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Monday blues? Here’s a baby skunk to cheer you up

Mondays can be rough, but nothing is cheerier than seeing a baby pet skunk desperate for some love from his adopted mom.

The little guy, Jasper, can’t get enough of him mom’s toes as he whines to be picked up.

Jasper even has his own Facebook page, written in the first person of course, where he details his adventures as a house-skunk. Check out more videos of Jasper on S Decker‘s YouTube channel.

 

Follow Women’s Post on Twitter for all the latest news in adorable animals. @WomensPost

An open letter to Allan Hawco

Dear Allan,

I’m writing to congratulate you on the recent finish to season four of your hit TV series Republic of Doyle. What a treat it has been to tune in the last four years. We sure do love all the mysteries. Mysteries like when you will next be taking your shirt off, or mysteries like just how much camera time will be spent lingering on your sweet face, or perhaps the greatest mystery of all is when we will next be staring at your backside clad only in underwear as you run away from yet another wacky Doyle predicament.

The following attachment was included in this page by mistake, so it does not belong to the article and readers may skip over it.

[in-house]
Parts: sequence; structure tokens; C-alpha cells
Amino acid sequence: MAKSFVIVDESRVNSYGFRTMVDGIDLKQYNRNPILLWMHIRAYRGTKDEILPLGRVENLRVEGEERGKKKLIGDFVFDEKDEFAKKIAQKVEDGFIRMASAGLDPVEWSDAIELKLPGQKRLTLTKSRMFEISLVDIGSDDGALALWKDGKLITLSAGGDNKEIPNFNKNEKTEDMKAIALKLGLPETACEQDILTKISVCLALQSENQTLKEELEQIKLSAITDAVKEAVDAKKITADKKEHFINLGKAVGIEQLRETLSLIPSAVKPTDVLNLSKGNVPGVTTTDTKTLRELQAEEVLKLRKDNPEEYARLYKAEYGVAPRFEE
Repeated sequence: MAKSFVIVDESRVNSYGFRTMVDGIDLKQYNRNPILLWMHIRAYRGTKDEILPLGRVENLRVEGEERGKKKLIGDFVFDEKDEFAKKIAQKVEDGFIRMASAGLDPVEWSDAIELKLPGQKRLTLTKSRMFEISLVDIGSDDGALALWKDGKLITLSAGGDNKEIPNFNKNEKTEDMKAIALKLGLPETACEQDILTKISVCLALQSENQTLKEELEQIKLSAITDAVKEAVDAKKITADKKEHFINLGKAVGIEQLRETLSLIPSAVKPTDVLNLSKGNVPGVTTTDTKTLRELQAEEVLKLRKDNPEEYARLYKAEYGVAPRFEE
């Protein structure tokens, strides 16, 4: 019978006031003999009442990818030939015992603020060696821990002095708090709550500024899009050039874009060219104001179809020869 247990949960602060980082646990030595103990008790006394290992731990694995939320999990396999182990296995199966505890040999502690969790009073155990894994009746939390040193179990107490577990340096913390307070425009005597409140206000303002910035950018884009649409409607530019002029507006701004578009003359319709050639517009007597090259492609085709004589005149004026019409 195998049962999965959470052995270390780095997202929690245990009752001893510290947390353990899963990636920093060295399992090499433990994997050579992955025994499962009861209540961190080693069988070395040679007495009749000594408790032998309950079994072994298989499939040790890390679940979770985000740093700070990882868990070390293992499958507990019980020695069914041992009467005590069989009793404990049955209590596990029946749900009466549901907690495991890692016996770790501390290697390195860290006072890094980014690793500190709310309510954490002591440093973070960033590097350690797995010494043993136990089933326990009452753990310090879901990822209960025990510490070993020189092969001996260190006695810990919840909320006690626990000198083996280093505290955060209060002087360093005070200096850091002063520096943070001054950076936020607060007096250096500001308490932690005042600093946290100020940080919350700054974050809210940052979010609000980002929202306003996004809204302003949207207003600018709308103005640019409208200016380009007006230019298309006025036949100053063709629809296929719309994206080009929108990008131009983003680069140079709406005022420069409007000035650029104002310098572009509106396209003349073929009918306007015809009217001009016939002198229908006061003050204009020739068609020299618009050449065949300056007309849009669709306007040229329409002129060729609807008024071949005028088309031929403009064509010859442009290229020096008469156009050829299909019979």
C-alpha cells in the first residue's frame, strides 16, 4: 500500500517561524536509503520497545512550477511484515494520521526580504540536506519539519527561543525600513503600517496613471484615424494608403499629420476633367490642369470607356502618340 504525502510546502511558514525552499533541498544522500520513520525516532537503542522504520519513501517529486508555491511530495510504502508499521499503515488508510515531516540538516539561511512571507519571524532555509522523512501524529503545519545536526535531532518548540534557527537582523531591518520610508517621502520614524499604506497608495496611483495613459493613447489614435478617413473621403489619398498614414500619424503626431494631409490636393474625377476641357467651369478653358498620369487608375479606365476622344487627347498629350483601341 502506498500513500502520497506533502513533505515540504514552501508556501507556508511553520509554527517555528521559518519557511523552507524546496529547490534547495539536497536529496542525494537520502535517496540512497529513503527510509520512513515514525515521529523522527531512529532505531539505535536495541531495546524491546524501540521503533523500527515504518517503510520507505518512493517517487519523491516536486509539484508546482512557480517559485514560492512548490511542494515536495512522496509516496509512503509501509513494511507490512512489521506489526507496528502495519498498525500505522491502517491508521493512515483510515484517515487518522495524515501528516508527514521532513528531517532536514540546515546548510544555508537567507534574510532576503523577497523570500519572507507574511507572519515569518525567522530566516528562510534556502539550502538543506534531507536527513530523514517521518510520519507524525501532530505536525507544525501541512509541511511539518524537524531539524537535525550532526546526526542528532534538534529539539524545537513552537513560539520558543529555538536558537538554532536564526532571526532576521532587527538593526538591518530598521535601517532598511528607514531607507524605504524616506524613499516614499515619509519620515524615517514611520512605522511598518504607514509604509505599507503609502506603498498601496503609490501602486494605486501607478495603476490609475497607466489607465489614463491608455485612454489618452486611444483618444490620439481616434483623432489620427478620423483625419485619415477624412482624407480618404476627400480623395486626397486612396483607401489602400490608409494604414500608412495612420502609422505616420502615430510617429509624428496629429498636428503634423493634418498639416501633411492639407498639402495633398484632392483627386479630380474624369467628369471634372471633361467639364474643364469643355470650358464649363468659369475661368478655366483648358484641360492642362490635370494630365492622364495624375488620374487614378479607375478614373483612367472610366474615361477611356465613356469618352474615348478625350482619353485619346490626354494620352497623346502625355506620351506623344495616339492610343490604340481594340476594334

We understand that you studied at the prestigious National Theatre School in Montreal, no doubt brushing up on a few phrases in the language of love, and would gladly accompany you on a stroll down rue Sainte-Catherine. Or do you prefer going around the bay to nan’s place for some jigg’s dinner? We could do that too.

Perhaps we could roll out the gym mats and you could show us a few moves in Taekwon Do? You are a red-belt, after all. Granted, no belt would be preferred. Or pants, for that matter.

More than anything though Allan (can we call you just Allan? Al? AlHawk?) we are dying to know when we can expect to see you grace our TV screens once again. In the meantime, here are some story ideas you are free to use for any upcoming episodes.

Jake goes undercover to crack an illegal gambling ring at a speedo fashion show.

Jake goes undercover to crack an illegal smuggling ring at shirtless baby oil factory.

Jake goes undercover to crack an illegal dog racing ring and carries around various puppies for 45 minutes.